In strode de Curieux. Unlike the four seated, who wore varying stages of off hours clothing, the colonel entered in full uniform, although not exactly one of the ship’s official uniforms. Rather, he wore the blue, high-collared tunic of a Prussian field marshal. Everything about him was neat, from the pressed pants to the finely combed auburn hair. There was just a hint of a shadow on his face.
“Ah, you have all found the place and made yourselves comfortable. Excellent,” he said, motioning toward the bottle of scotch whiskey.
Miller glanced at his drink and decided he felt decidedly uncomfortable all of the sudden. From behind his back, de Curieux produced a pile of packets.
“By way of introduction, my name is Colonel Thaddeus de Curieux, military attache to the Renegade,” he said, passing them out. “As such, I handle various extraneous affairs for the Captain XO as well as most diplomatic matters. Occasionally, I have need of extra hands.”
When nobody said anything, de Curieux sighed.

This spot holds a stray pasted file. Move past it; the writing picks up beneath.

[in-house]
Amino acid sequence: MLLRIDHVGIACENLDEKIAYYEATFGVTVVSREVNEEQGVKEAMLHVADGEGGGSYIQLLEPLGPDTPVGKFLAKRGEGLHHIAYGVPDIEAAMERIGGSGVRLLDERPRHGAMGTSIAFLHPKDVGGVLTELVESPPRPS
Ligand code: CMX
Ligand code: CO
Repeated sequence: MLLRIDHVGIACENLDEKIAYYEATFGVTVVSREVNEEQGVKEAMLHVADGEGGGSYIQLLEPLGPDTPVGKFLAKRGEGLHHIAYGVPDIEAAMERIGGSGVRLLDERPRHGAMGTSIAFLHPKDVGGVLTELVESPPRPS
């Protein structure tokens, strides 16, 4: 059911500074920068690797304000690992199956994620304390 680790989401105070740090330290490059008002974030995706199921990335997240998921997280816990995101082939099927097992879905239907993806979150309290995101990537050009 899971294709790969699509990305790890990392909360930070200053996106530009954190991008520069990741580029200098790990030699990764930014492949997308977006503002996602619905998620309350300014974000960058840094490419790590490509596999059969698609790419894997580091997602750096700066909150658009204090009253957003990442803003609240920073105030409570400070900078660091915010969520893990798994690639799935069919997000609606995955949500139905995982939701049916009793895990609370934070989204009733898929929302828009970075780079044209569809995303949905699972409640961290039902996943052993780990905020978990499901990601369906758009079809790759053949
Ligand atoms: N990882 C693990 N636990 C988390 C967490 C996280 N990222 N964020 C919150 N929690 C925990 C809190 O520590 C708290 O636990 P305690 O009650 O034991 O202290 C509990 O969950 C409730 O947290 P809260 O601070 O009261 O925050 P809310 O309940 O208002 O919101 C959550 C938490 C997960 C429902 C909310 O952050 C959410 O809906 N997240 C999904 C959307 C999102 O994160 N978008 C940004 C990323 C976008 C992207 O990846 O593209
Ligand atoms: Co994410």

“As it happens, I have need of all of you,” he said, handing the final packet to Miller.
“Who are you again?” asked the woman. “I can’t remember coming across you ever. And I know the crew pretty well. Officers and all.”
“Sergeant Siobhan O’Leary, American-born, second-year member of the crew, assigned to the public affairs office.”
“What’s it to you?”
“Raised in Savannah, not Brooklyn, despite outward appearances,” a droll de Curieux continued. “Expert with social media, but dabbles--quite well, I must say--in demolitions as a hobby. Also goes by Valkyrie.”
O’Leary eyed him.
“Corporal Logan Winters, New Zealand native and distinguished member of the Bold Air Hussars, a former officer in the Ngati Tumatauenga discharged after borrowing a combat vehicle to settle a bar tab. A fitness fanatic who spends most free time on the range--I’m sorry, ranges. Is there a heavy weapon you’re not qualified to use?”
“I pick things up pretty quick,” Winters replied through the cigar.
“And Lieutenant Gustav Hanover, German-born pilot with two confirmed kills, a pre-med student before failing grades forced him from university. Quite a list of exploits in South and Central America before joining The Renegade a year ago.”
Hanover stood smartly and saluted.